most wonderful and characteristic works. The very year of his return he
engraved that marvellous "Head of an Old Man," now in Vienna. Never were
the striking qualities of age more beautifully put together than in this
HEAD OF AN OLD MAN.
With about the same time we associate "The Praying Hands," now also in
Vienna. How an artist can make hands express the inmost wish of the soul
as these do will always remain a mystery even to the most acute. We have
the story that they were the clasped hands of Durerís boyhood friend who
toiled for years to equal or rival his friend in their chosen work. When,
in a test agreed upon, to Durer was given the prize, then Hans, for that
was the friendís name, prayed fervently to be resigned to a second place.
Durer caught sight
 of the clasped hands and drew them so well that
wherever the name and fame of Albrecht goes there also must go the praying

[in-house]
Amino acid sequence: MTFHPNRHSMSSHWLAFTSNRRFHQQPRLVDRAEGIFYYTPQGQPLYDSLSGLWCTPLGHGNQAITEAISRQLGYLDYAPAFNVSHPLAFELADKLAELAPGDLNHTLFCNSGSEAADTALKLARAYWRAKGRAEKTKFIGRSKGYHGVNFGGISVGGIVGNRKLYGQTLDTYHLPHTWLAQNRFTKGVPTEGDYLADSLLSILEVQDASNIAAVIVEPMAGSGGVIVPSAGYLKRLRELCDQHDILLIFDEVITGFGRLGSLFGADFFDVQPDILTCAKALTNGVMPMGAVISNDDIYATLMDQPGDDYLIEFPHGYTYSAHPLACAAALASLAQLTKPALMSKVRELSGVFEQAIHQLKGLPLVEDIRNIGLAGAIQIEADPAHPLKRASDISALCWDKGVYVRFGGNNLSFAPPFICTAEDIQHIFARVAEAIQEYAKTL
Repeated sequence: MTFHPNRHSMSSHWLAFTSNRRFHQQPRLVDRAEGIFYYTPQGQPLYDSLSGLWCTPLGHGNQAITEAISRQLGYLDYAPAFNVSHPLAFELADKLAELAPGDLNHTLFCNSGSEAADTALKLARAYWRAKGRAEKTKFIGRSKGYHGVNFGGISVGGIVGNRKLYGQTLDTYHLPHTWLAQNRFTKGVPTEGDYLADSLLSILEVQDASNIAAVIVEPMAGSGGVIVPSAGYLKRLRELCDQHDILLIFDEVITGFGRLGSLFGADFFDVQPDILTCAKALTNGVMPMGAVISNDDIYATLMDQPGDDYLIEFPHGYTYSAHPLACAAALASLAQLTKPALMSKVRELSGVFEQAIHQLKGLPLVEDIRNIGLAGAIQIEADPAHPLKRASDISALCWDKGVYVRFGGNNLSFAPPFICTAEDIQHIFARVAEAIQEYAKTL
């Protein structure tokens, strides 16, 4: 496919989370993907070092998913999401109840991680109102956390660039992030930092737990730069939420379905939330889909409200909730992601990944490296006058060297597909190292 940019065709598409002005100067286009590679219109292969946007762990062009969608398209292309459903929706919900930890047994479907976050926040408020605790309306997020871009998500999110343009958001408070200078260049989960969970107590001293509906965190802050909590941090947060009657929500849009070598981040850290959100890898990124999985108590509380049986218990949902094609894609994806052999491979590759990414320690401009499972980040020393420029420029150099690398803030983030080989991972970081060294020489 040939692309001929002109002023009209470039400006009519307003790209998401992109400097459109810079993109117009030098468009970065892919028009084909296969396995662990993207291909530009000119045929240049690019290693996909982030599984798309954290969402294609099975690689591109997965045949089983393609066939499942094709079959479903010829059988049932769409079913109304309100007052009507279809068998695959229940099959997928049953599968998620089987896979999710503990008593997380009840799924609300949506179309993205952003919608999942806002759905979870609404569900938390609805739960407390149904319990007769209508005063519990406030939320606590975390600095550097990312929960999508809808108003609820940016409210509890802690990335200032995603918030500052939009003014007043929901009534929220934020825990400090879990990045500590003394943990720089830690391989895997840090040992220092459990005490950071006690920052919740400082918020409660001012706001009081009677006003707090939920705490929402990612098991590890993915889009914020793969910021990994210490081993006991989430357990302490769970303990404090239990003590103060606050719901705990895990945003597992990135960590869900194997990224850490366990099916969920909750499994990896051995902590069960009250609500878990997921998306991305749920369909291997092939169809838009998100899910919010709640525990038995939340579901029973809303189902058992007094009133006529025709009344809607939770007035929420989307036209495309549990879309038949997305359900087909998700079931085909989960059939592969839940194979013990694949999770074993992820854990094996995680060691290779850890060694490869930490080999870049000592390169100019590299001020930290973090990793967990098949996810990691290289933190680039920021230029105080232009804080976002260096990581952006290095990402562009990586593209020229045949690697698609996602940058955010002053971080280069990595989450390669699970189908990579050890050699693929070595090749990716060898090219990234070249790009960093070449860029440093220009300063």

hands of his friend. Whether the story be true we cannot say, but in the
hands we have a master work to love.
At this time the new religious doctrine formed the subject of thought
everywhere. There was the most minute searching for truth that the world
has ever known. Durer, deeply moved by the thought of the time, put its
very essence into his works. He was a philosopher and a student of men.
He saw how the varied temperaments of men led them to think differently
on the great questions of the time. Feeling this keenly, he set to work
to represent these various temperaments in pictured forms, a most difficult
thing to do as we can easily imagine. Perhaps his own diseased condition led
him to select as the first of these "Melancholy," that great brooding shadow
that hovers constantly above man, waiting only for the moment when
discouragement comes to fall upon and destroy its victim.